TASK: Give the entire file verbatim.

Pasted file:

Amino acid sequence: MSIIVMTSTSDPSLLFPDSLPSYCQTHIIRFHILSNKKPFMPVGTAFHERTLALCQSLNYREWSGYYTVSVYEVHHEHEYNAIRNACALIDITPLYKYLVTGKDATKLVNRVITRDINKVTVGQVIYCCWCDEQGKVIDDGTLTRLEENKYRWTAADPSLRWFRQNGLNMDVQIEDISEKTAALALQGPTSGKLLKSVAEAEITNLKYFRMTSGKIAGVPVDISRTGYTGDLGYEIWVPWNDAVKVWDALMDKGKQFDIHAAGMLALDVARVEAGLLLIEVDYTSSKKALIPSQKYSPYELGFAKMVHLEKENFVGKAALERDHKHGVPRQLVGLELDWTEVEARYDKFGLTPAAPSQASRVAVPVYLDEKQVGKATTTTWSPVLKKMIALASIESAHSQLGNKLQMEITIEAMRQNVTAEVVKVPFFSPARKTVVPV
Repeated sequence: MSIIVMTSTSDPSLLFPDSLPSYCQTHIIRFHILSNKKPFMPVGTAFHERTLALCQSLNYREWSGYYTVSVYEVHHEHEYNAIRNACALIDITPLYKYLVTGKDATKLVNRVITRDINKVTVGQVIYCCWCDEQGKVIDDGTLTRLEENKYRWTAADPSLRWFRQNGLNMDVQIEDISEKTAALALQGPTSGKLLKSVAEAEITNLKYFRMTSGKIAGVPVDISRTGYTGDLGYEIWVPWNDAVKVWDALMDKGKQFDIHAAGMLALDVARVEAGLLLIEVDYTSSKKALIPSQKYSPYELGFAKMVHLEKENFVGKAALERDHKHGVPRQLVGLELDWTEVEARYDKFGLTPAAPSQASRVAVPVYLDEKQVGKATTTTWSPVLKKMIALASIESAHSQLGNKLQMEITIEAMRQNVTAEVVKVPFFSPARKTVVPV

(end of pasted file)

Amino acid sequence: MSIIVMTSTSDPSLLFPDSLPSYCQTHIIRFHILSNKKPFMPVGTAFHERTLALCQSLNYREWSGYYTVSVYEVHHEHEYNAIRNACALIDITPLYKYLVTGKDATKLVNRVITRDINKVTVGQVIYCCWCDEQGKVIDDGTLTRLEENKYRWTAADPSLRWFRQNGLNMDVQIEDISEKTAALALQGPTSGKLLKSVAEAEITNLKYFRMTSGKIAGVPVDISRTGYTGDLGYEIWVPWNDAVKVWDALMDKGKQFDIHAAGMLALDVARVEAGLLLIEVDYTSSKKALIPSQKYSPYELGFAKMVHLEKENFVGKAALERDHKHGVPRQLVGLELDWTEVEARYDKFGLTPAAPSQASRVAVPVYLDEKQVGKATTTTWSPVLKKMIALASIESAHSQLGNKLQMEITIEAMRQNVTAEVVKVPFFSPARKTVVPV
Repeated sequence: MSIIVMTSTSDPSLLFPDSLPSYCQTHIIRFHILSNKKPFMPVGTAFHERTLALCQSLNYREWSGYYTVSVYEVHHEHEYNAIRNACALIDITPLYKYLVTGKDATKLVNRVITRDINKVTVGQVIYCCWCDEQGKVIDDGTLTRLEENKYRWTAADPSLRWFRQNGLNMDVQIEDISEKTAALALQGPTSGKLLKSVAEAEITNLKYFRMTSGKIAGVPVDISRTGYTGDLGYEIWVPWNDAVKVWDALMDKGKQFDIHAAGMLALDVARVEAGLLLIEVDYTSSKKALIPSQKYSPYELGFAKMVHLEKENFVGKAALERDHKHGVPRQLVGLELDWTEVEARYDKFGLTPAAPSQASRVAVPVYLDEKQVGKATTTTWSPVLKKMIALASIESAHSQLGNKLQMEITIEAMRQNVTAEVVKVPFFSPARKTVVPV